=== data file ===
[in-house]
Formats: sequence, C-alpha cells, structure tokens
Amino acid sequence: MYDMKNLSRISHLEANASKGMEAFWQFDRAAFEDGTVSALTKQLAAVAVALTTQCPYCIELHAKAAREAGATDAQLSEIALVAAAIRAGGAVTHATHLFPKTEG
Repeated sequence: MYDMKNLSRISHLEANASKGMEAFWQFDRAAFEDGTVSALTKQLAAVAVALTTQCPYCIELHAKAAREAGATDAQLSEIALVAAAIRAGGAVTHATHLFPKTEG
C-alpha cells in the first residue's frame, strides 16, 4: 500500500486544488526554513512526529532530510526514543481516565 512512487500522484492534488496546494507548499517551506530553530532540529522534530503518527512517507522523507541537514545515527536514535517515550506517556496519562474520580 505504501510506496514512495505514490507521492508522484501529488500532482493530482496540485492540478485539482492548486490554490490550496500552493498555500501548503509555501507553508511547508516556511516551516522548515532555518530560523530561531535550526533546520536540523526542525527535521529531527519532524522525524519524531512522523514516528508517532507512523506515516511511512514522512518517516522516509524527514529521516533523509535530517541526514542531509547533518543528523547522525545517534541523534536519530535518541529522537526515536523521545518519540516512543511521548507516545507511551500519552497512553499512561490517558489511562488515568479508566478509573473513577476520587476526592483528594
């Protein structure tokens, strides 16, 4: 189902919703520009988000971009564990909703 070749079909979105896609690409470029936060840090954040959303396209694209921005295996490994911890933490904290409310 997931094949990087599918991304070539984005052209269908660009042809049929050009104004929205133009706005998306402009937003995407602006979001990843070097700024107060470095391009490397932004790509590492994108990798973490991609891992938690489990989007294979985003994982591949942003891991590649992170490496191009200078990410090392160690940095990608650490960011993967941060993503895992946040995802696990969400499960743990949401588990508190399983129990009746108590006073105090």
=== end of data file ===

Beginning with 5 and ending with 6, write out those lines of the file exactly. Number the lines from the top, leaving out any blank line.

C-alpha cells in the first residue's frame, strides 16, 4: 500500500486544488526554513512526529532530510526514543481516565 512512487500522484492534488496546494507548499517551506530553530532540529522534530503518527512517507522523507541537514545515527536514535517515550506517556496519562474520580 505504501510506496514512495505514490507521492508522484501529488500532482493530482496540485492540478485539482492548486490554490490550496500552493498555500501548503509555501507553508511547508516556511516551516522548515532555518530560523530561531535550526533546520536540523526542525527535521529531527519532524522525524519524531512522523514516528508517532507512523506515516511511512514522512518517516522516509524527514529521516533523509535530517541526514542531509547533518543528523547522525545517534541523534536519530535518541529522537526515536523521545518519540516512543511521548507516545507511551500519552497512553499512561490517558489511562488515568479508566478509573473513577476520587476526592483528594
């Protein structure tokens, strides 16, 4: 189902919703520009988000971009564990909703 070749079909979105896609690409470029936060840090954040959303396209694209921005295996490994911890933490904290409310 997931094949990087599918991304070539984005052209269908660009042809049929050009104004929205133009706005998306402009937003995407602006979001990843070097700024107060470095391009490397932004790509590492994108990798973490991609891992938690489990989007294979985003994982591949942003891991590649992170490496191009200078990410090392160690940095990608650490960011993967941060993503895992946040995802696990969400499960743990949401588990508190399983129990009746108590006073105090």